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A man on death row in the United States has won the right to challenge whether he received a lethal injection.

Michael Nance, 61, would rather die in front of a firing squad – but that’s not an approved method of execution in the state of Georgia.

Now, the U.S. Supreme Court has said he can challenge Georgia’s execution protocol under federal civil rights.

Nance, who was sentenced to death in 2002 after being convicted of murder, argued that a lethal injection would cause undue pain and suffering.

According to court documents, his veins are “severely compromised and unsuitable for sustained intravenous access.”

He also claimed there was a risk that the sedative used in lethal injections in Georgia might not render him unconscious due to long-term use of a prescription drug to treat back pain.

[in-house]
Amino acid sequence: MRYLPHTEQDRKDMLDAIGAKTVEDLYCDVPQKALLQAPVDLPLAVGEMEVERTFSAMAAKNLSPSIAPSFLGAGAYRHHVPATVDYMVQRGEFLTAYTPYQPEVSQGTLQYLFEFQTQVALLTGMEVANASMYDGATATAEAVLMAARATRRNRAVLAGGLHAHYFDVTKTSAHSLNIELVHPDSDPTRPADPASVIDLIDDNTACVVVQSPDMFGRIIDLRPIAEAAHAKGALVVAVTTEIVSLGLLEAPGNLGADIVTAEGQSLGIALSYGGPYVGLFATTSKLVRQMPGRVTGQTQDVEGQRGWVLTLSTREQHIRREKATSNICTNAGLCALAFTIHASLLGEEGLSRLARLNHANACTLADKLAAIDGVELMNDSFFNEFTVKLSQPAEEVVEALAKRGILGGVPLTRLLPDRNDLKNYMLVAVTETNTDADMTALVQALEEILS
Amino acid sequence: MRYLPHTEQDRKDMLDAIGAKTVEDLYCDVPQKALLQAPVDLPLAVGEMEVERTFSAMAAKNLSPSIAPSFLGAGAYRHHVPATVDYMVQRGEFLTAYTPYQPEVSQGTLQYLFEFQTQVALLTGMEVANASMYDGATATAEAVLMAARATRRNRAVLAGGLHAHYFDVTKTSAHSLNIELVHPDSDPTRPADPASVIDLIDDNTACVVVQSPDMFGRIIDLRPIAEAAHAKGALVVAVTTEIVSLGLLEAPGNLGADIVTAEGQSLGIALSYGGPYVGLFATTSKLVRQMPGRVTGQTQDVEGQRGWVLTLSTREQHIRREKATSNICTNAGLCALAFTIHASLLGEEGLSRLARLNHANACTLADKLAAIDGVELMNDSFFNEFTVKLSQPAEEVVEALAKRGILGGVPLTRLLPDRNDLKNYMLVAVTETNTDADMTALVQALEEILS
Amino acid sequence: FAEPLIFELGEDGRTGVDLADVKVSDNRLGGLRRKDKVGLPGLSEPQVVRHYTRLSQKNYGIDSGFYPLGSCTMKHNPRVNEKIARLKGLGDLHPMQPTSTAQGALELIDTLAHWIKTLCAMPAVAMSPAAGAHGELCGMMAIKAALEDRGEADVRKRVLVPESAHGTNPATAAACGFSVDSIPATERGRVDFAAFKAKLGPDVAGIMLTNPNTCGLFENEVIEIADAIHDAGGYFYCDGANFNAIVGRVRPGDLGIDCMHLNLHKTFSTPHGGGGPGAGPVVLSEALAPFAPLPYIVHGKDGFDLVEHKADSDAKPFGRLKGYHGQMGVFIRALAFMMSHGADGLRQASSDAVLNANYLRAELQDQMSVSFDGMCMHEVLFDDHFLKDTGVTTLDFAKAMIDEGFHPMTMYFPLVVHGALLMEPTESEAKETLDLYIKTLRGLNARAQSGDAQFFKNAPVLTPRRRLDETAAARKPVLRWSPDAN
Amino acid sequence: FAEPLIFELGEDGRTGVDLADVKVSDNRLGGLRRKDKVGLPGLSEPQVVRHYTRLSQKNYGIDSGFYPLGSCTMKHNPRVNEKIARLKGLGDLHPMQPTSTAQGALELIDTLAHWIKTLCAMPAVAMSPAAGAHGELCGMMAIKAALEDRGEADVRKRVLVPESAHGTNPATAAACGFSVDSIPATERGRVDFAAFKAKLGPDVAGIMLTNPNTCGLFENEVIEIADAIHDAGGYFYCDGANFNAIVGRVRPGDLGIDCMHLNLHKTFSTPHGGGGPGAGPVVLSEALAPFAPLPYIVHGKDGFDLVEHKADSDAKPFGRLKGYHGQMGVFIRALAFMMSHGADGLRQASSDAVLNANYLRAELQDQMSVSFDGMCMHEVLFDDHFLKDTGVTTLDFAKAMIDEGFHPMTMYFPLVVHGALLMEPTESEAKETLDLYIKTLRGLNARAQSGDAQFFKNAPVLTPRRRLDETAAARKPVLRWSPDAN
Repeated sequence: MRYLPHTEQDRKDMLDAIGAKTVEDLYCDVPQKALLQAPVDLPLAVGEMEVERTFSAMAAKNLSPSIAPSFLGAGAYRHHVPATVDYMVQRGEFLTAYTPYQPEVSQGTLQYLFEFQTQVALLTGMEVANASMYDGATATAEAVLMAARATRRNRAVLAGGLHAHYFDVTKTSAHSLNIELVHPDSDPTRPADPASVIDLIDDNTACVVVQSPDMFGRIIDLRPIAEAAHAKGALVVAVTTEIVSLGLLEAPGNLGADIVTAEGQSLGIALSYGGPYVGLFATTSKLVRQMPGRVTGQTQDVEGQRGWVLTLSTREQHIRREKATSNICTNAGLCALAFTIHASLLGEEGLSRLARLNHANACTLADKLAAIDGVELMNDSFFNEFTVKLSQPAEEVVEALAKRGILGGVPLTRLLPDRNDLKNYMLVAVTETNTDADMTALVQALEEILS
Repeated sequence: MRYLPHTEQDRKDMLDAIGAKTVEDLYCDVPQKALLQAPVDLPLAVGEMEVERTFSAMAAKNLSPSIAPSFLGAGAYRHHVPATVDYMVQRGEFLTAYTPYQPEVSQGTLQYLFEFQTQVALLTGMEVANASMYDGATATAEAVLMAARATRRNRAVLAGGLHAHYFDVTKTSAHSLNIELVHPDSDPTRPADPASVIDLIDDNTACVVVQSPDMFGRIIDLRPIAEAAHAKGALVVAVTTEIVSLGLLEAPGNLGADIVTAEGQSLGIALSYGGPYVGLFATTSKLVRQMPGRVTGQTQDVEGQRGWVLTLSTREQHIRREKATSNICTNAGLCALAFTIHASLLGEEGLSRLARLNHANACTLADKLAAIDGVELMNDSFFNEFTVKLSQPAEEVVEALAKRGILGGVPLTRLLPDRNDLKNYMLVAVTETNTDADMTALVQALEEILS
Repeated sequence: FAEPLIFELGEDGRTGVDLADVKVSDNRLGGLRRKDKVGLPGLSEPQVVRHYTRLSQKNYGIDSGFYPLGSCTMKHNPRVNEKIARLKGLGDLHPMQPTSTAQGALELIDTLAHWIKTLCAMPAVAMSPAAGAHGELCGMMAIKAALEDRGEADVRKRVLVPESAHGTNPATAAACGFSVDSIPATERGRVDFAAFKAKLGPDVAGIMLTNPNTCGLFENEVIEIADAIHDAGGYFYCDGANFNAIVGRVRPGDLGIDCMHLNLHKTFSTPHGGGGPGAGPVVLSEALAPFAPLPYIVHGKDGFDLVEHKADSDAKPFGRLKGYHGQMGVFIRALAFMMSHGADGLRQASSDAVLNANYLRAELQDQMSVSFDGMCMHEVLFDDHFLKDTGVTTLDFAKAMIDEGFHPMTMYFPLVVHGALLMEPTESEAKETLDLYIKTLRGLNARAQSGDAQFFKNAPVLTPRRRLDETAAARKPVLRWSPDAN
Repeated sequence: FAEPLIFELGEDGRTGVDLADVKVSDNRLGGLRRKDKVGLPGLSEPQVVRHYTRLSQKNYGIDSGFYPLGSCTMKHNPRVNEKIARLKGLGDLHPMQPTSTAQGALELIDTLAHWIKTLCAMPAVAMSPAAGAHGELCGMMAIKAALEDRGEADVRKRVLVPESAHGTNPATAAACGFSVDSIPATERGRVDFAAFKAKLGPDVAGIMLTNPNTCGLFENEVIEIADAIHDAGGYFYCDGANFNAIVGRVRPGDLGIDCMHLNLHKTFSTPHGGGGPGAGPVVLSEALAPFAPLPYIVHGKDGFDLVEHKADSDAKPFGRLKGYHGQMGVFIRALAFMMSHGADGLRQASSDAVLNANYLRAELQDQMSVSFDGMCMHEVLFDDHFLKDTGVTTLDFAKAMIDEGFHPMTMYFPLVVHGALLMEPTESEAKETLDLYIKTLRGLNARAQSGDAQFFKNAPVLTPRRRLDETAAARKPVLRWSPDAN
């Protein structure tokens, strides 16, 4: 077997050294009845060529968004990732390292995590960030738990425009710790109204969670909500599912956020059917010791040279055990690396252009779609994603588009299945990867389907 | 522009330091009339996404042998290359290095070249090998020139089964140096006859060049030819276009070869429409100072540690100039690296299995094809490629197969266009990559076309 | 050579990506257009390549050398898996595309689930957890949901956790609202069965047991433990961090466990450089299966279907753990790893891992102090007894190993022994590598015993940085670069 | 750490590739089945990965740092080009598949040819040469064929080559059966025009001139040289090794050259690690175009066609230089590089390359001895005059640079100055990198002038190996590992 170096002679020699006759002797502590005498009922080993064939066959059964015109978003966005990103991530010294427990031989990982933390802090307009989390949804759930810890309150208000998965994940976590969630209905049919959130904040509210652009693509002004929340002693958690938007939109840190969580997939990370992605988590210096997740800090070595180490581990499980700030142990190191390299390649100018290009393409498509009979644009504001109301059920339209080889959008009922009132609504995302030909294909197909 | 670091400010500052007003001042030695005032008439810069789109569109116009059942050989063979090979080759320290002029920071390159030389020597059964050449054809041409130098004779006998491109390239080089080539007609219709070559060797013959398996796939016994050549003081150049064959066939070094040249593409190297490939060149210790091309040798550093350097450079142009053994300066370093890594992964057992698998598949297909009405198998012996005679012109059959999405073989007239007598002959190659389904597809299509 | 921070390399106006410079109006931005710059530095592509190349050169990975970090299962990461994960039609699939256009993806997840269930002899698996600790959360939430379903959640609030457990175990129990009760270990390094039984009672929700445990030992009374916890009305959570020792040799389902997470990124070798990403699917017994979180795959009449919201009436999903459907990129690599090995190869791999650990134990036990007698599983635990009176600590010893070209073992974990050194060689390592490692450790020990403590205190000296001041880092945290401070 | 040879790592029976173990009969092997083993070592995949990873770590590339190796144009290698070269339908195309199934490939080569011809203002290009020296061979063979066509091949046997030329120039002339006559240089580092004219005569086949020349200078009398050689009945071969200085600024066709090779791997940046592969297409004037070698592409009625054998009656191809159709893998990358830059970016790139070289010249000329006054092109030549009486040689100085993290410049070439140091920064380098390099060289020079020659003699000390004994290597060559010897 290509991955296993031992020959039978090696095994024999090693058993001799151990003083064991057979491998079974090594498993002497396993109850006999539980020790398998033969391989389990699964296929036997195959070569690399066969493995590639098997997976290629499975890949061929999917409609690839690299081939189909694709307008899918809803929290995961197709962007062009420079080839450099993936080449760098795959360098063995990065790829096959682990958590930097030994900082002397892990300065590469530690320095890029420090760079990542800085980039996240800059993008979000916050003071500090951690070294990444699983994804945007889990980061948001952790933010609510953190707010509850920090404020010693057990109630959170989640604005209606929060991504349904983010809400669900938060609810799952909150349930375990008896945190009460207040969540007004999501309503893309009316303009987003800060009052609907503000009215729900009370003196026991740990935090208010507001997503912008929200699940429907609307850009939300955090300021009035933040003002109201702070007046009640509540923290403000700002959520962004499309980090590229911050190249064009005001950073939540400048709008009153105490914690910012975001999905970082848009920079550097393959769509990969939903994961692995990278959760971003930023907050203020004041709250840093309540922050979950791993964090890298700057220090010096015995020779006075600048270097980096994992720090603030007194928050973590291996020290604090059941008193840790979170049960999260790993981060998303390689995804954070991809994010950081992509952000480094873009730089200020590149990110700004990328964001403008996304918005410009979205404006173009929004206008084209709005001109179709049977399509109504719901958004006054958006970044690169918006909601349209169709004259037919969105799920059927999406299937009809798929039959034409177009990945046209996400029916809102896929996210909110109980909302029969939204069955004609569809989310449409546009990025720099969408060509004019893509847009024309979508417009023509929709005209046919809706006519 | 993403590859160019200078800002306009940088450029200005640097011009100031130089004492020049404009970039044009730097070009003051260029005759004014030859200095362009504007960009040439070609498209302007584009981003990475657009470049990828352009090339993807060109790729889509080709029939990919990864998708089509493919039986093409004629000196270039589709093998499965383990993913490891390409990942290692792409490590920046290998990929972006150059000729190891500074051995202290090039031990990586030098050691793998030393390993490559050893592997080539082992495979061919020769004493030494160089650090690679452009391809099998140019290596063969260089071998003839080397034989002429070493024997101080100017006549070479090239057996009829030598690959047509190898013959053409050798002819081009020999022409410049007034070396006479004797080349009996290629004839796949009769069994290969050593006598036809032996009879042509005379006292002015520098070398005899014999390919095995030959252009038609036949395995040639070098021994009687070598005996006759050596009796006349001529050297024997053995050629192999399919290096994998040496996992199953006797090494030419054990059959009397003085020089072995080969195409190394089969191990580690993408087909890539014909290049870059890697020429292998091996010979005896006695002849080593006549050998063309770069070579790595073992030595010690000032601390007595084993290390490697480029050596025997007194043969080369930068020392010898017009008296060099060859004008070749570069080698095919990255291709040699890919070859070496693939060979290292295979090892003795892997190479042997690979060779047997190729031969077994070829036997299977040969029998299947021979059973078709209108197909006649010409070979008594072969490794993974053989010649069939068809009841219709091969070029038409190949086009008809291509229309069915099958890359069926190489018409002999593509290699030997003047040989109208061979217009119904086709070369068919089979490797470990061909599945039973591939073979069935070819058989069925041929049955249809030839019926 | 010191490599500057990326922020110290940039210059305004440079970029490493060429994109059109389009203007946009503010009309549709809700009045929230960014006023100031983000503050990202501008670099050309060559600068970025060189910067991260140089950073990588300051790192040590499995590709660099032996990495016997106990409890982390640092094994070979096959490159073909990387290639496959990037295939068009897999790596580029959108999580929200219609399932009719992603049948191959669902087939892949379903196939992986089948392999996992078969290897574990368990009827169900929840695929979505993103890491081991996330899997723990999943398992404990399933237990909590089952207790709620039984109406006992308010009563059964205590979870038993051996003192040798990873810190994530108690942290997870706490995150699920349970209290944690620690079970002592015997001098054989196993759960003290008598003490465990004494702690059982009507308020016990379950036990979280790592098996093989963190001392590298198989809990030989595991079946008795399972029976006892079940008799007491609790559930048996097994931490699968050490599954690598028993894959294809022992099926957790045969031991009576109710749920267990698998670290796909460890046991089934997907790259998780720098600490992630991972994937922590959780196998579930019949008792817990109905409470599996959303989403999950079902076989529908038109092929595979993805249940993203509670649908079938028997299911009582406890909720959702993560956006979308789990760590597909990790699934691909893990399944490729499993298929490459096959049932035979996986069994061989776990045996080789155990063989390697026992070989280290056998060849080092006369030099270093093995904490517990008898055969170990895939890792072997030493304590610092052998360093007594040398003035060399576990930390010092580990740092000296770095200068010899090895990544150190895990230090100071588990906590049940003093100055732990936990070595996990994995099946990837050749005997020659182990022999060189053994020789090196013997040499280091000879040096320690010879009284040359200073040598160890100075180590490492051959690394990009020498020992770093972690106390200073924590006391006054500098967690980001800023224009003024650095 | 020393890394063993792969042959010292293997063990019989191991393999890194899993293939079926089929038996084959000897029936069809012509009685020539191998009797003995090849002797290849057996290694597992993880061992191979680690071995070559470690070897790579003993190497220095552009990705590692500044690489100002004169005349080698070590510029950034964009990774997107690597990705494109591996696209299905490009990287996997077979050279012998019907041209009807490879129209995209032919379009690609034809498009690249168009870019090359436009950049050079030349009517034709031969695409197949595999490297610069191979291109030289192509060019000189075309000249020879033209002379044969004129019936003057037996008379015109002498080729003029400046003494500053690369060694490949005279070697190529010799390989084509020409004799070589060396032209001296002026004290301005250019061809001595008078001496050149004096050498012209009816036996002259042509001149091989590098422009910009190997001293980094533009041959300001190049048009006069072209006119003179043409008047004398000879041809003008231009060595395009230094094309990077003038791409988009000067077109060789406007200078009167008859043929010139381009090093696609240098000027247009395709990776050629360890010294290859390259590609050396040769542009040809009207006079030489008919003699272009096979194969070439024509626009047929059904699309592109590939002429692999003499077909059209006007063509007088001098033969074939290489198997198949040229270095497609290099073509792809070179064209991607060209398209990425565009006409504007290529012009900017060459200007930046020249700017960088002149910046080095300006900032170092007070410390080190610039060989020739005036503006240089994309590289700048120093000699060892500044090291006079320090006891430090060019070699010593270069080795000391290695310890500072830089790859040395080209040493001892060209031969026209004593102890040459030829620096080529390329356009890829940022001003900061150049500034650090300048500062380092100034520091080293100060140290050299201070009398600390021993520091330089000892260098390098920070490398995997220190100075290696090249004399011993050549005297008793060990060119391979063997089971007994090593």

The firing squad is used for executions in four states – Mississippi, Oklahoma, Utah and South Carolina, according to the Death Penalty Information Center.

In addition to lethal injection, there are three other methods: electrocution, lethal gas and hanging.

An injection is the most common, with 31 states favoring it.

Nance was convicted of murdering 43-year-old Gabor Balogh in an attempted carjacking in 1993, shortly after he robbed a bank.

It does not currently have an execution date.

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